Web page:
Kadyrbayev and Tazhayakov face up to five years in prison and Phillipos faces a maximum sentence of up to eight years if convicted, the DOJ said.

Authorities and experts said both of the bombs that exploded April 15 were relatively unsophisticated devices, likely at least partially constructed based on instructions widely available on the internet. Dzhokhar is accused of executing the attack with his older brother, Tamerlan, who authorities say may have been in contact with Islamic militants during a 2012 trip to Russia.

READ: Feds Probe Boston Marathon Bombing Suspect's Link to Russian Militants

Dead Suspect's' Family to Claim Body

Late Tuesday, the Tsarnaev family was deciding what to do with Tamerlan's body.

Bella Tsarnaev, one of the young man's sisters, told ABC News in her first public statement that she and her sister Ailina have planned a proper Muslim burial for Tamerlan. The brothers' uncle, Ruslan Tsarni, told The Associated Press Tuesday the family would take the body, "We will do it. A family is a family."

When the Massachusetts Medical Examiner's Office was ready to release her husband's body, Tamerlan's widow Katherine Russell declined to take it herself, according to her attorney.

"It is Katherine Russell's wish that his remains be released to the Tsarnaev family, and we will communicate her wishes to the proper authorities," attorney Amato DeLuca said Tuesday. DeLuca also said Russell has been meeting with law enforcement and is providing "as much assistance to the investigation as she can."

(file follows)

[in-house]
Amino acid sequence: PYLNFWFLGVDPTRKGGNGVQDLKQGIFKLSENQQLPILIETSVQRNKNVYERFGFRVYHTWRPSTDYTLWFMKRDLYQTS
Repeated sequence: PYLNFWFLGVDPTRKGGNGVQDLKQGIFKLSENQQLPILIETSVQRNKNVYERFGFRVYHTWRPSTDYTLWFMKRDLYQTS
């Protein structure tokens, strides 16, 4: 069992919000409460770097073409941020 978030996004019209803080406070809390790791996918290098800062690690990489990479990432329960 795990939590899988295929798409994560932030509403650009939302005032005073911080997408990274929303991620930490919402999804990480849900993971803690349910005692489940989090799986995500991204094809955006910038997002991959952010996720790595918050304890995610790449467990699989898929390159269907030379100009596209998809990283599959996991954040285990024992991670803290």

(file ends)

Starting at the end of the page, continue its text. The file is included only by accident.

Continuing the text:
The statement came as investigators said they may have pinpointed a turning point in Tamerlan's growth into alleged radical: a 2012 trip to Russia in which he may have had contact with Russian Islamists.

American officials said they are investigating whether Tamerlan had been in contact over the internet with a man named William Plotnikov, a Russian-Canadian and a fellow boxer, who had converted to Islam and joined the militant insurgency in the North Caucasus. Plotnikov was killed by Russian authorities while Tamerlan was in Russia, and Tamerlan left the country just days later.

Investigators also want to know what Tamerlan was doing with a known militant recruiter in the region named Mansur Mukhamed Nidal with whom Tamerlan was repeatedly seen leaving a controversial mosque in Makhachkala, the capital of Dagestan. Nidal was also killed by Russian authorities while Tamerlan was in Russia.

READ: Feds Probe Boston Marathon Bombing Suspect's Link to Russian Militants

But despite what authorities said was photographic evidence the Tsarnaev brothers were behind the Boston bombing and comments reportedly from the surviving brother about how they executed the plot, family friend Britney Smith told ABC News she's not convinced.

"I was always taught to believe what you see and... what I see is two people walking with book bags. I don't see them planting down explosives. I don't see book bags being dropped," Smith said, apparently referring to images widely circulated by the FBI that show the brothers with bags either near or heading in the direction of each of the bomb sites. "If he [Dzhokhar] gets convicted and I see proof of him doing it, then I will be in total shock. I would be in disbelief and disgust that he would do that."

CLICK HERE to return to The Investigative Unit homepage.

The ABC News Investigative Team includes Rhonda Schwartz, Cindy Galli, Angela M. Hill, Megan Chuchmach, Matthew Mosk, Ned Berkowitz, Lee Ferran, Randy Kreider and Rym Momtaz.